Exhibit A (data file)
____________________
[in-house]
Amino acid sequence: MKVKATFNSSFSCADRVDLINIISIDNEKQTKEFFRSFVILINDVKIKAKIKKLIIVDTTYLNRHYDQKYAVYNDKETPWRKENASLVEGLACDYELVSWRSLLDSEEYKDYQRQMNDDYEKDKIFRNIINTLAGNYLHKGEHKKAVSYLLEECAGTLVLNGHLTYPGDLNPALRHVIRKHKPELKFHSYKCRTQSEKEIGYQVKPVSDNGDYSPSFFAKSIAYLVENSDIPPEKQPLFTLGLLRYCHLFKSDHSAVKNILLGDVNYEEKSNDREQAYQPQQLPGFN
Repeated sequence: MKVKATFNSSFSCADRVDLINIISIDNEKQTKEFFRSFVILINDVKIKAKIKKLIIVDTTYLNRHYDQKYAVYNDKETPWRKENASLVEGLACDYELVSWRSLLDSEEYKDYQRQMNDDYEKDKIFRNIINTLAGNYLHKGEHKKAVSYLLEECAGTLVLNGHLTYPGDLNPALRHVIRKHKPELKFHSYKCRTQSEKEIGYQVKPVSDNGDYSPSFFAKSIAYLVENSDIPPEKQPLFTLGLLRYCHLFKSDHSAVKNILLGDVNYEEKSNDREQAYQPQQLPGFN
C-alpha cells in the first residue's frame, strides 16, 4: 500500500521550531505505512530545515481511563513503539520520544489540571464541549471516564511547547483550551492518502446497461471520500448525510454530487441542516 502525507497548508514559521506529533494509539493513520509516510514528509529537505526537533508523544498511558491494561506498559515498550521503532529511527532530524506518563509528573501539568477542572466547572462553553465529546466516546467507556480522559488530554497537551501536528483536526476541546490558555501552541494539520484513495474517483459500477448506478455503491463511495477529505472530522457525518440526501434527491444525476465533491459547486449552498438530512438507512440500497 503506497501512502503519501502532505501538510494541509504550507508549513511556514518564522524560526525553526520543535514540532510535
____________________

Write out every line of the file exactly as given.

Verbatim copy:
[in-house]
Amino acid sequence: MKVKATFNSSFSCADRVDLINIISIDNEKQTKEFFRSFVILINDVKIKAKIKKLIIVDTTYLNRHYDQKYAVYNDKETPWRKENASLVEGLACDYELVSWRSLLDSEEYKDYQRQMNDDYEKDKIFRNIINTLAGNYLHKGEHKKAVSYLLEECAGTLVLNGHLTYPGDLNPALRHVIRKHKPELKFHSYKCRTQSEKEIGYQVKPVSDNGDYSPSFFAKSIAYLVENSDIPPEKQPLFTLGLLRYCHLFKSDHSAVKNILLGDVNYEEKSNDREQAYQPQQLPGFN
Repeated sequence: MKVKATFNSSFSCADRVDLINIISIDNEKQTKEFFRSFVILINDVKIKAKIKKLIIVDTTYLNRHYDQKYAVYNDKETPWRKENASLVEGLACDYELVSWRSLLDSEEYKDYQRQMNDDYEKDKIFRNIINTLAGNYLHKGEHKKAVSYLLEECAGTLVLNGHLTYPGDLNPALRHVIRKHKPELKFHSYKCRTQSEKEIGYQVKPVSDNGDYSPSFFAKSIAYLVENSDIPPEKQPLFTLGLLRYCHLFKSDHSAVKNILLGDVNYEEKSNDREQAYQPQQLPGFN
C-alpha cells in the first residue's frame, strides 16, 4: 500500500521550531505505512530545515481511563513503539520520544489540571464541549471516564511547547483550551492518502446497461471520500448525510454530487441542516 502525507497548508514559521506529533494509539493513520509516510514528509529537505526537533508523544498511558491494561506498559515498550521503532529511527532530524506518563509528573501539568477542572466547572462553553465529546466516546467507556480522559488530554497537551501536528483536526476541546490558555501552541494539520484513495474517483459500477448506478455503491463511495477529505472530522457525518440526501434527491444525476465533491459547486449552498438530512438507512440500497 503506497501512502503519501502532505501538510494541509504550507508549513511556514518564522524560526525553526520543535514540532510535